Study Guide

Beauty Queens Isolation

By Libba Bray

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The jungle answered with unknown screeches and a low, murmuring hiss. No one moved. They watched what was left burn.
"We should get back and let the others know," Taylor said at last. "It's just us. We're the only survivors. We're on our own." (2.66-67)

This is the moment the beauty queens find out there's no adult to guide them. They're alone in a jungle that is full of the unknown. Spooky.

"Six weeks is a long time, Agent. And it's a hostile island. They'll be lucky to last two days," the Boss answered. (5.17)

The Boss (who we'll soon learn is Ladybird Hope) doesn't believe the girls can survive the island alone. She expects them to die. Typical adult arrogance.

"Fine. Desperate times call for desperate measures." Taylor grabbed a shell and gouged the sand, going deeper and deeper. She reached into the sand and brought up a white, cylindrical bug. It wiggled lazily in her palm. "Who wants to eat first?" (9.39)

Taylor is surprisingly practical when it comes to survival. On the mainland, none of the girls would consider eating bugs, but Taylor knows that right now, it's what they have to do.

But things were different out here in the jungle. It was as if the wheels were coming off the old Sosie. She wasn't interested in being everybody's good sport anymore. The sweet deaf girl mascot. F*** that. (12.15)

Survival has a way of making old concerns seem…small. Now that Sosie is trying to survive, it doesn't make sense for her to be fakely positive about her disability. She has bigger things to worry about.

The bird scrabbled into view. Seeing the girls, it squawked and darted into the dense jungle growth. With a war cry, Sosie grabbed her spear, and she and Jennifer ran after it, full-bore, without second-guessing. (12.70)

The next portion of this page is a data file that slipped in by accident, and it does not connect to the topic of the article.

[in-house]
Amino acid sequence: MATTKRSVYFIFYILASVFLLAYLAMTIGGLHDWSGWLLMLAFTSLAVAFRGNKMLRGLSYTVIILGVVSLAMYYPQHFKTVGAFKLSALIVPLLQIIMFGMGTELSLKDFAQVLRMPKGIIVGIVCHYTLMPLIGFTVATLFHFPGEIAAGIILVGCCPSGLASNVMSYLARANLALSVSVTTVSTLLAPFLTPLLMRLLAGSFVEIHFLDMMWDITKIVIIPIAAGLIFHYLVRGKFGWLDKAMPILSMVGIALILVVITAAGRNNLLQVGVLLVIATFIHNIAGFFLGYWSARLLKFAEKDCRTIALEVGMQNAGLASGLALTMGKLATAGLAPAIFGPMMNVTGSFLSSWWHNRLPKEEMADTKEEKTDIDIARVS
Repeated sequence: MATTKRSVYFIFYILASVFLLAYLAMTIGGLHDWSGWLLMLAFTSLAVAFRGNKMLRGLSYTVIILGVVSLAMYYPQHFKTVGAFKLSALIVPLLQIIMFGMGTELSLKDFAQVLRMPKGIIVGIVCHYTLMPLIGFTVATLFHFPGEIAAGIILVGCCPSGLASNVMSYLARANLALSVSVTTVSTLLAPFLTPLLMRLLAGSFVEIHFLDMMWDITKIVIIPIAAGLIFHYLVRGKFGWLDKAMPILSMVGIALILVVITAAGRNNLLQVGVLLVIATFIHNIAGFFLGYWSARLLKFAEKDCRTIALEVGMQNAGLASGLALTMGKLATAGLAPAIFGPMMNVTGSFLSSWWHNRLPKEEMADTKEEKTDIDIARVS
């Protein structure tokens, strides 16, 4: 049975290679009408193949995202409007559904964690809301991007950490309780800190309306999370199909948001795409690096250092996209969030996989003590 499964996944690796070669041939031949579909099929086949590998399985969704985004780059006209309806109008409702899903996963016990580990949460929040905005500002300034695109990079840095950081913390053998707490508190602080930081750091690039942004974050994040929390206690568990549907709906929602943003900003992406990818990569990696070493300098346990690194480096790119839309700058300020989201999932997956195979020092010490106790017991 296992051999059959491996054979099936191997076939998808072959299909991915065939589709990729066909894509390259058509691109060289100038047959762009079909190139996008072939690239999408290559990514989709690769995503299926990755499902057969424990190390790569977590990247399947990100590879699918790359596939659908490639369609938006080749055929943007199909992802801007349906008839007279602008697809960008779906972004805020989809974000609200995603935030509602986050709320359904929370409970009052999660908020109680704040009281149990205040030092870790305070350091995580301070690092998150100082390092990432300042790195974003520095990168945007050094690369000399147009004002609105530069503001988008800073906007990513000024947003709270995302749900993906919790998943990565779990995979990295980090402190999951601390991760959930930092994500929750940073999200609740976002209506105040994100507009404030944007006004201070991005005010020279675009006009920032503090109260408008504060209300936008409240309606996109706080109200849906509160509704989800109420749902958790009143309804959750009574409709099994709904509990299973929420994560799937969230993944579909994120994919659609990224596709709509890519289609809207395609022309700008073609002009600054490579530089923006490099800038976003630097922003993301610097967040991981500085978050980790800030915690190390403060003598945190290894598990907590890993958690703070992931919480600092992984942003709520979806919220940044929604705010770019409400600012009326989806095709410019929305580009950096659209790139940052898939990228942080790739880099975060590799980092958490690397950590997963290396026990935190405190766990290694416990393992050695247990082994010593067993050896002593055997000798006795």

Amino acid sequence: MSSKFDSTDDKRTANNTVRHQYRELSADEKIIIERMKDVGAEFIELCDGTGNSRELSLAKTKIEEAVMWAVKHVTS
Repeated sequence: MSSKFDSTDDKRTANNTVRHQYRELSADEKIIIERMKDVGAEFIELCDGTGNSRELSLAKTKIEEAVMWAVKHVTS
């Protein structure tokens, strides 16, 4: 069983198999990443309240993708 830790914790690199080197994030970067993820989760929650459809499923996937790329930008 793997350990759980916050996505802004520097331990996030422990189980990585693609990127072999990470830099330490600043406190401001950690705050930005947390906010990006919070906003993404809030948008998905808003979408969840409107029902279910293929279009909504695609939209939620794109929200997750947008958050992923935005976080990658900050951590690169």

Look at our little Jennifer and Sosie! A few days on the island, and they're practically hunting machines. Baller.

Adina stacked pieces of fish on her stick and twirled it over the fire to cook them, as she'd learned to do. "Taylor, I think we're kind of beyond Miss Teen Dream now. I mean, look at us—look what we've built here in the past however long we've been here." (13.200)

After doing what it takes to survive—building actual structures and catching their own meals, the girls don't need to win a beauty pageant to make them feel good about themselves. Which is basically the whole point of the book.

Mary Lou wiped fruit juice from her mouth with the back of her hand. "Maybe girls need an island to find themselves. Maybe they need a place where no one's watching them so they can be who they really are." (15.56)

For girls, isolation means no one is judging them. They get to figure out who they are without having to meet the expectations of anyone else. Yes, that's also the point of the book.

There was something about the island that made the girls forget who they had been. All those rules and shalt nots. They were no longer waiting for some arbitrary grade. They were no longer performing. Waiting. Hoping.
They were becoming.
They were. (15.58-60)

The words Bray uses here make a different between passive words and more active ones. The girls are doing things for themselves. They aren't passive anymore. They do things—including just be—based on their own decisions and desires, not those of anyone else.

Adina was near tears. She was exhausted, so exhausted that she thought she imagined the sound. It was the faint rumble of a car engine, like something remembered from a dream. Something that reminded her of normalcy. (27.35)

This shows how used to the island Adina has gotten. The sound of a car engine sounds like something that's dreamy and far away, instead of real.

"At first, I was scared to be alone. No routines. No rules. Just me. But I think…" Taylor wiped a tear away. "I think I was always in the jungle. Before. It was always there. I think I had to come out here to find the answer." (37)

This small line explains the former version of Taylor. She imposed all those routines and girls on the other girls because she felt like she needed them, and because she was so used to following them herself. For Taylor, isolation from the real word wasn't enough. She needed to be isolated from everyone to figure herself out.

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